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The Purchase Process
It is always complex for a buyer to go through the purchasing process, especially one as extensive as an extended problem-solving (EPS) scenario. The customer may frequently become frustrated due to the size, complexity, and features of the many buying options; the final two steps of such consumer decision-making are the purchase and post-purchase. The purchase stage is more important from the standpoint of the manufacturers or marketers.
An Overview of the Purchase Process
Before we examine buying anatomy, it will be helpful to visualize the many sorts of buying. Customers make two kinds of purchases. Purchases made on trial and again. A product trial occurs when a consumer purchases or is convinced to purchase for the first time, in a lower amount than average, and with a certain degree of reluctance. As a result, a trial consumer may decide to continue or discontinue purchasing the product after the trial period. In any case, the trial is the stage of purchasing behavior in which the aim is to assess a product via use.
On the other hand, recurrent purchases demonstrate the customer's dedication to the product, company, and others. It is directly tied to brand loyalty building and indicates that the product satisfies the consumers' expectations. Another essential point should be made here. The buying process identifies the natural purchasing environment and its visible influence on the process. Until recently, marketers have only known what should happen in customers' minds. At this step, marketers may see how mental evaluations are transformed into buying behavior during purchase. The importance of the purchasing process is heightened by two factors: one from the standpoint of marketers and one from the perspective of customers.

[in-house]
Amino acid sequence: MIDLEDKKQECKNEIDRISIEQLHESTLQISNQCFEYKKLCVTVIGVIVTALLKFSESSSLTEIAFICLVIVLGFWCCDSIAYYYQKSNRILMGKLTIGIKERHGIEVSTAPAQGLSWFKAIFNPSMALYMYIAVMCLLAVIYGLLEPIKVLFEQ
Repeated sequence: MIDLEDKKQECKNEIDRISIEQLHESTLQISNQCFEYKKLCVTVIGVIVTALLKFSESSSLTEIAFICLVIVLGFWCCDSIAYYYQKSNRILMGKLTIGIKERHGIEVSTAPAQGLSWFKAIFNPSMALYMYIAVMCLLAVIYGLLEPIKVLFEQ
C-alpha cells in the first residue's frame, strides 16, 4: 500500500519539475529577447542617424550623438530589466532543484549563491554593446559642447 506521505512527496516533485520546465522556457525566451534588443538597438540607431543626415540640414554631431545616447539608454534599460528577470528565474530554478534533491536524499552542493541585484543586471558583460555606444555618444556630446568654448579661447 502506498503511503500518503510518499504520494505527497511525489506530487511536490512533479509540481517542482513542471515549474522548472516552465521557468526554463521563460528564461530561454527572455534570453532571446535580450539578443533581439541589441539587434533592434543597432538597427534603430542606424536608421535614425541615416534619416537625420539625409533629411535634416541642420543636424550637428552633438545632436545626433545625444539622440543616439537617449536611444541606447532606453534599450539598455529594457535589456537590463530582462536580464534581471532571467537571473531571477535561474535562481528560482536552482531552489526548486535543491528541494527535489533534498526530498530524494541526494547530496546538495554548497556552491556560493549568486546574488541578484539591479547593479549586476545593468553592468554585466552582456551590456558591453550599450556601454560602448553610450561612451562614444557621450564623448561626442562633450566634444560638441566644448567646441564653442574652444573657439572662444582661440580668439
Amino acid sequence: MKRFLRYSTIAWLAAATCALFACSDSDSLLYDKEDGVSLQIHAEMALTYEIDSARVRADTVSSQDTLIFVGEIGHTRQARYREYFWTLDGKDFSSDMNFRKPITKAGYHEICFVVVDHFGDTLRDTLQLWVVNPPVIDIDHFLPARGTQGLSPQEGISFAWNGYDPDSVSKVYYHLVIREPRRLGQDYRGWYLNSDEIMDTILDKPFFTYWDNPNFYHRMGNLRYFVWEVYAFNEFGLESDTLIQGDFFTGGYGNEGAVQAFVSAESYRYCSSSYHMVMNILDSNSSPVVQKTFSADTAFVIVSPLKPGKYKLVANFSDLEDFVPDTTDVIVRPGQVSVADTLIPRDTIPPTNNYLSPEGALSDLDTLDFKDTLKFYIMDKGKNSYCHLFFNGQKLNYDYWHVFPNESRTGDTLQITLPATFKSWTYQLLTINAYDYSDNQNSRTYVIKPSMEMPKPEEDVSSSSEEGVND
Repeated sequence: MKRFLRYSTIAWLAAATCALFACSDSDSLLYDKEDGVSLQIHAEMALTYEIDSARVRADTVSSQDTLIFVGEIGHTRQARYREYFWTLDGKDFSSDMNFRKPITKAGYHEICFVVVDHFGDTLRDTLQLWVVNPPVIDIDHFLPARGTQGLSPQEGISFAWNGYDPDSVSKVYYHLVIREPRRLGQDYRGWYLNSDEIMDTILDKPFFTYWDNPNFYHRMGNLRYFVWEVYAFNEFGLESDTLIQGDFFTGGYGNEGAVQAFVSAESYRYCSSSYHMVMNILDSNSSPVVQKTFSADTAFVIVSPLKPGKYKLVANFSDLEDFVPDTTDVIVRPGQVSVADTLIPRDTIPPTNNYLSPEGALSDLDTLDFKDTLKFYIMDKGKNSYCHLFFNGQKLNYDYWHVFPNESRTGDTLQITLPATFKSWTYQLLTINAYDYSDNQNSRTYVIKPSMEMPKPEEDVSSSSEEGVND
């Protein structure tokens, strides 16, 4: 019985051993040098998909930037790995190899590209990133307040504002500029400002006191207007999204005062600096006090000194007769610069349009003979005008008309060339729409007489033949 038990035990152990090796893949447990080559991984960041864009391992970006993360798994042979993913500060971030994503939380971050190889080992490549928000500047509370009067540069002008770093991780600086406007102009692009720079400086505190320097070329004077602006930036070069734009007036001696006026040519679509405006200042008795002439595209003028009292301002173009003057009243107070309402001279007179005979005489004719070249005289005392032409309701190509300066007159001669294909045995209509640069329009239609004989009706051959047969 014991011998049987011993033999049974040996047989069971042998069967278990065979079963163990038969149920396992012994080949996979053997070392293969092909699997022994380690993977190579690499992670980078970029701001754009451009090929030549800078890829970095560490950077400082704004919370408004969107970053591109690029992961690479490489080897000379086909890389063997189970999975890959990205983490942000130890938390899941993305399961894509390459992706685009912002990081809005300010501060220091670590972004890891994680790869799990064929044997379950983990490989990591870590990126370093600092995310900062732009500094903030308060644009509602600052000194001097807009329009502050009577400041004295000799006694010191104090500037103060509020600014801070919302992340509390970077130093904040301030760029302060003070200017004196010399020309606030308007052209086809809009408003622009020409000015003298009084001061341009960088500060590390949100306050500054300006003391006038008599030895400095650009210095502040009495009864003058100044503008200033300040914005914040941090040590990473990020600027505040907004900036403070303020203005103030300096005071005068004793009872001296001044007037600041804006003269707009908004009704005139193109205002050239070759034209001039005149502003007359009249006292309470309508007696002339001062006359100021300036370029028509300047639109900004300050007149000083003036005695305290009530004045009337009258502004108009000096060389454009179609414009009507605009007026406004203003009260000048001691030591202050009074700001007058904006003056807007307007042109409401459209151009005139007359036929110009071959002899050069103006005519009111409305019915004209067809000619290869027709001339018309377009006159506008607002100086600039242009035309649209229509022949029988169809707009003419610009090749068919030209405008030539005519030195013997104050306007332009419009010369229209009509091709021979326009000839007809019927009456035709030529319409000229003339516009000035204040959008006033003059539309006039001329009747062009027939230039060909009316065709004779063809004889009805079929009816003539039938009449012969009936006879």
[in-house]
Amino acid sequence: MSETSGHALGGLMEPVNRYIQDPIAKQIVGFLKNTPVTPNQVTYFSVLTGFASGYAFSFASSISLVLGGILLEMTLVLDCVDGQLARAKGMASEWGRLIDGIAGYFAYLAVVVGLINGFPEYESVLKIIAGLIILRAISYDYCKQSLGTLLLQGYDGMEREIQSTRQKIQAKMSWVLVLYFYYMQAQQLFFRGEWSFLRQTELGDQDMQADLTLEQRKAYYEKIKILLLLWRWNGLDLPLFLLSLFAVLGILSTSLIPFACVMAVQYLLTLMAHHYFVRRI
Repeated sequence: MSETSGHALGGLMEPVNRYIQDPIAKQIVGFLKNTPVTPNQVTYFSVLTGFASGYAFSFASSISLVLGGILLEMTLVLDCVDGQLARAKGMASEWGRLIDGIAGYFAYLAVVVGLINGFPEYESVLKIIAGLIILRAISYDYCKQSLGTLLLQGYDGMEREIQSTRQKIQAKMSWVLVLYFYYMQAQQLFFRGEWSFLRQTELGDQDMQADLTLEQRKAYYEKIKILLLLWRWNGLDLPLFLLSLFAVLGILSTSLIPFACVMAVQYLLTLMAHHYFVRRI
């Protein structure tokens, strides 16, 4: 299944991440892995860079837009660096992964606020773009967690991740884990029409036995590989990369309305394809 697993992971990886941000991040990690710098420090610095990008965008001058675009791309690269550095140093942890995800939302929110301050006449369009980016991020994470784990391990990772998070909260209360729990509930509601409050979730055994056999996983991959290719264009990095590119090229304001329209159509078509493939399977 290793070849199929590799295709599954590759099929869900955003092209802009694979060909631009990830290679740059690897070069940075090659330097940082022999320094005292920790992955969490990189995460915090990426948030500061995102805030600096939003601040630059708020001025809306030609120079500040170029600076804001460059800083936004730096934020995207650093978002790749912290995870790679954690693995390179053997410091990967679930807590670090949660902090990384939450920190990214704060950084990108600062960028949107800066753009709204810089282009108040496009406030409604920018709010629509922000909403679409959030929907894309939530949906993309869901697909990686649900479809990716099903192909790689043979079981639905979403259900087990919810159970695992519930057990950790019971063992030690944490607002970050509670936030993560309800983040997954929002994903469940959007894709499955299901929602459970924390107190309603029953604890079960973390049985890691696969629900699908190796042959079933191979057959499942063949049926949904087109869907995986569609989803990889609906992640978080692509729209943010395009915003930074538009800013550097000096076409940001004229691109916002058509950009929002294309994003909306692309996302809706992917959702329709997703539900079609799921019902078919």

The purchasing process is tied to the marketing mix from the marketers' standpoint. Therefore, customers purchasing the examined item validate the success of the marketing mix used by marketers compared to rivals. Non-selection will alert marketers to the need for a change in the marketing mix following a detailed examination of the underlying causes of brand rejection. Customers' attempts to choose the best brand end with a buy action. They not only give up money in exchange for a product, but their choice of the brand also implies that they must rely on it alone to fulfil projected advantages and satisfaction, at least until the next buying occasion.
As a consumer enters the stage of choosing, he or she must make decisions about the following −
Where to buy from? (store purchase vs. non-store purchasing)
How much should I spend? (Quantum decision)
How do I purchase? (Cash, credit, or hire buy, for example.)
Two key sets of factors impact these judgments. Although the first set of forces concerns purchasing intentions, the second group is concerned with situational impacts.
Buying Stage and Situational Influences
First, it demonstrates that the selection process is only performed through a mix of purchasing intents and environmental circumstances. The other is that while the individual influence of buying intents or attitudinal data on the choosing process is considerable, more is needed.